Business is moral because our lives and well-being depend on it, and businesspeople are heroes and moral creators who deserve, not our disdain and criticism, but our thanks.
An excerpt from the introduction of Money, Banking, and the Business Cycle.
By appeasing the protestors, the first moral principles the Sainsbury’s manager conceded was the right to liberty.
To argue that foreign takeovers of Canadian companies are of “no net benefit” is nonsensical.
An employer is not hiring people in order to acquire dependents and become their meal ticket. He is hiring them for what they produce.
If we want to enjoy lower prices and better quality products and services, whether in air travel, cell phone service, health care, or anything else, the solution is to stop the government from trying to manage markets and to make them free instead, thus increasing competition.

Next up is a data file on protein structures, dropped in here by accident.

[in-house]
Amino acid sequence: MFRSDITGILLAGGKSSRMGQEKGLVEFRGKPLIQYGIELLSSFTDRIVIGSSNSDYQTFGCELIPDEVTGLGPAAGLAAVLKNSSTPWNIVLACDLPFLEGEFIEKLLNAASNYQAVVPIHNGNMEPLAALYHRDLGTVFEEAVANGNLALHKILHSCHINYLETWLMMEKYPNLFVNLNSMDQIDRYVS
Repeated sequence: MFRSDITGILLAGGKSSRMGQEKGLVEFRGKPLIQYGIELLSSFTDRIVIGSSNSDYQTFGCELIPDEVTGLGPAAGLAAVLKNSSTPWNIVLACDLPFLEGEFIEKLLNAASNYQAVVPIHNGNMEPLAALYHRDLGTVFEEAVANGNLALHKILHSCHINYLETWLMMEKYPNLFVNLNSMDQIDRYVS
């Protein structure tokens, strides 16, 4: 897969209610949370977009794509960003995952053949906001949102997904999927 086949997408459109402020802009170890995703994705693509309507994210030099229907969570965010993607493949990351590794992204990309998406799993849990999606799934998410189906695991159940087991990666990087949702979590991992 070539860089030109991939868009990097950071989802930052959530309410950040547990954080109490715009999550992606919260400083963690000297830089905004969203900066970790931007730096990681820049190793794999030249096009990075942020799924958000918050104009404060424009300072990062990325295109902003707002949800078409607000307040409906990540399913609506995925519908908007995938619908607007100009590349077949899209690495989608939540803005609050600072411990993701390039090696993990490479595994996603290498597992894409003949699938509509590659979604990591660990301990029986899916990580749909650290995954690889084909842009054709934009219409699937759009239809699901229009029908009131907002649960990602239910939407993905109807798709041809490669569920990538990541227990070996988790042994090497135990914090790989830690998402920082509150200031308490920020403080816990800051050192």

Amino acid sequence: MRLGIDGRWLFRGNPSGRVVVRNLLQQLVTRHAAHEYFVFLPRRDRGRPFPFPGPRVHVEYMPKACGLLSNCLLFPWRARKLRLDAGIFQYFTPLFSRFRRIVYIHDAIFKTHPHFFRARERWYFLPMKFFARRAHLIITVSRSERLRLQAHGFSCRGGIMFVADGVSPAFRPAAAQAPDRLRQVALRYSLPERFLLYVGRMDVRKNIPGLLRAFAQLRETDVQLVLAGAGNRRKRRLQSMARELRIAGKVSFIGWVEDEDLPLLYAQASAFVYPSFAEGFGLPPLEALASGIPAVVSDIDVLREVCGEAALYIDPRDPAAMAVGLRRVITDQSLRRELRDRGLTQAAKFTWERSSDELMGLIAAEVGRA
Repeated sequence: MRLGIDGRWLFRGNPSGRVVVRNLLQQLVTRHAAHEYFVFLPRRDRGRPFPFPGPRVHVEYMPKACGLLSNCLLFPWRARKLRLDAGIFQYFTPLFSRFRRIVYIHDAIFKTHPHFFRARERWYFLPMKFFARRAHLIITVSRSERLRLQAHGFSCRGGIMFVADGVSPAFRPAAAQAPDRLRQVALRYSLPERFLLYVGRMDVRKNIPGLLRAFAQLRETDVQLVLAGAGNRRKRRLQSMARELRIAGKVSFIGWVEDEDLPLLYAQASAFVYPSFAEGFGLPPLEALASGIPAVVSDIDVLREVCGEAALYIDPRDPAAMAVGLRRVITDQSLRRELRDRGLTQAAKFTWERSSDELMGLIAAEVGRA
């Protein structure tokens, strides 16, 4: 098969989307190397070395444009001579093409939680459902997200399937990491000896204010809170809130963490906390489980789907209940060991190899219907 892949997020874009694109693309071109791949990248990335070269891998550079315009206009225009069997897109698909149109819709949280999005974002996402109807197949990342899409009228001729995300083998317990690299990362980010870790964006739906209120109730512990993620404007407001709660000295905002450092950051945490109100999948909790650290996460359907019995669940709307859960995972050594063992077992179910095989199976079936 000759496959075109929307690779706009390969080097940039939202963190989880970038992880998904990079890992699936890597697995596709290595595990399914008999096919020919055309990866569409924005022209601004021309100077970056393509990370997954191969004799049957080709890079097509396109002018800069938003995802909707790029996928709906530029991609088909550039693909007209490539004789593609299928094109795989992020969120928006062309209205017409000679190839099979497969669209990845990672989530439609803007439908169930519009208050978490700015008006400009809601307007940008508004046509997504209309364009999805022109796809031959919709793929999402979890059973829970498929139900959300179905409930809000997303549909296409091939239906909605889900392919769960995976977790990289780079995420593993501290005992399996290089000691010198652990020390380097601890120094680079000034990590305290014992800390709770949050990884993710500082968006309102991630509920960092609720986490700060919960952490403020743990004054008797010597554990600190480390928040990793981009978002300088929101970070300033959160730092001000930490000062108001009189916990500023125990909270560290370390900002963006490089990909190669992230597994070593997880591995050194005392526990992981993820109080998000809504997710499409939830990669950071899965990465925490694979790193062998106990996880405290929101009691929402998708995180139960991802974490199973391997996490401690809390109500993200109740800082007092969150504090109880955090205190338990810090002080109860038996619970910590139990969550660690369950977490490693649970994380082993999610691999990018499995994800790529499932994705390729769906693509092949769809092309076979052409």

Free market benefits aren’t only measured in dollars and cents.
It is the government efforts to “moderate” capitalism and to make markets “fair” that create the unfairness they claim to alleviate.
Capitalism creates through freedom; the state destroys via regulation; capitalism gets the blame.
You can always keep anything old, clunky and inefficient still in business, if you are willing to pour unlimited amounts of the taxpayers’ money down a bottomless pit.
A tired old recipe for global communism in 21st century pseudo-academic clothing.
Nobel Prize-winning economist Gary Becker was internationally renowned within the economics profession, but was not nearly as well known among the general public as he deserved to be.